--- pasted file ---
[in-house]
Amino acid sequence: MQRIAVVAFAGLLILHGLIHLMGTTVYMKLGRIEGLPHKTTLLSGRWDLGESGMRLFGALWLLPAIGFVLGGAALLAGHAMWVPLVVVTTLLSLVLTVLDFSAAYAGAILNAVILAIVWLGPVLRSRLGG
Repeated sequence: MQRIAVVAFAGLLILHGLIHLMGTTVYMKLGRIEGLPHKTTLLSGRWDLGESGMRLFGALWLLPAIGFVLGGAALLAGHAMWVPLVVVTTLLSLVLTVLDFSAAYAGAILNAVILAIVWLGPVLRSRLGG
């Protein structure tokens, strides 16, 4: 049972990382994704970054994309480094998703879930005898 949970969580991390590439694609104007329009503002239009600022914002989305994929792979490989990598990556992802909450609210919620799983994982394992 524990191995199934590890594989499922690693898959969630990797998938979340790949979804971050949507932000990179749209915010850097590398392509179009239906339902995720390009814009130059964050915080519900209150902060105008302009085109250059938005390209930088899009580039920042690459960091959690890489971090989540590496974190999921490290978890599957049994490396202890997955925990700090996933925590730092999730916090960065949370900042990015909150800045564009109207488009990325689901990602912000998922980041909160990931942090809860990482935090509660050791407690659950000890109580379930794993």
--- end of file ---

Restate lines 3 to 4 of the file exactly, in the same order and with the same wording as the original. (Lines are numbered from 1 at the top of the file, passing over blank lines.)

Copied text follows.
Repeated sequence: MQRIAVVAFAGLLILHGLIHLMGTTVYMKLGRIEGLPHKTTLLSGRWDLGESGMRLFGALWLLPAIGFVLGGAALLAGHAMWVPLVVVTTLLSLVLTVLDFSAAYAGAILNAVILAIVWLGPVLRSRLGG
């Protein structure tokens, strides 16, 4: 049972990382994704970054994309480094998703879930005898 949970969580991390590439694609104007329009503002239009600022914002989305994929792979490989990598990556992802909450609210919620799983994982394992 524990191995199934590890594989499922690693898959969630990797998938979340790949979804971050949507932000990179749209915010850097590398392509179009239906339902995720390009814009130059964050915080519900209150902060105008302009085109250059938005390209930088899009580039920042690459960091959690890489971090989540590496974190999921490290978890599957049994490396202890997955925990700090996933925590730092999730916090960065949370900042990015909150800045564009109207488009990325689901990602912000998922980041909160990931942090809860990482935090509660050791407690659950000890109580379930794993």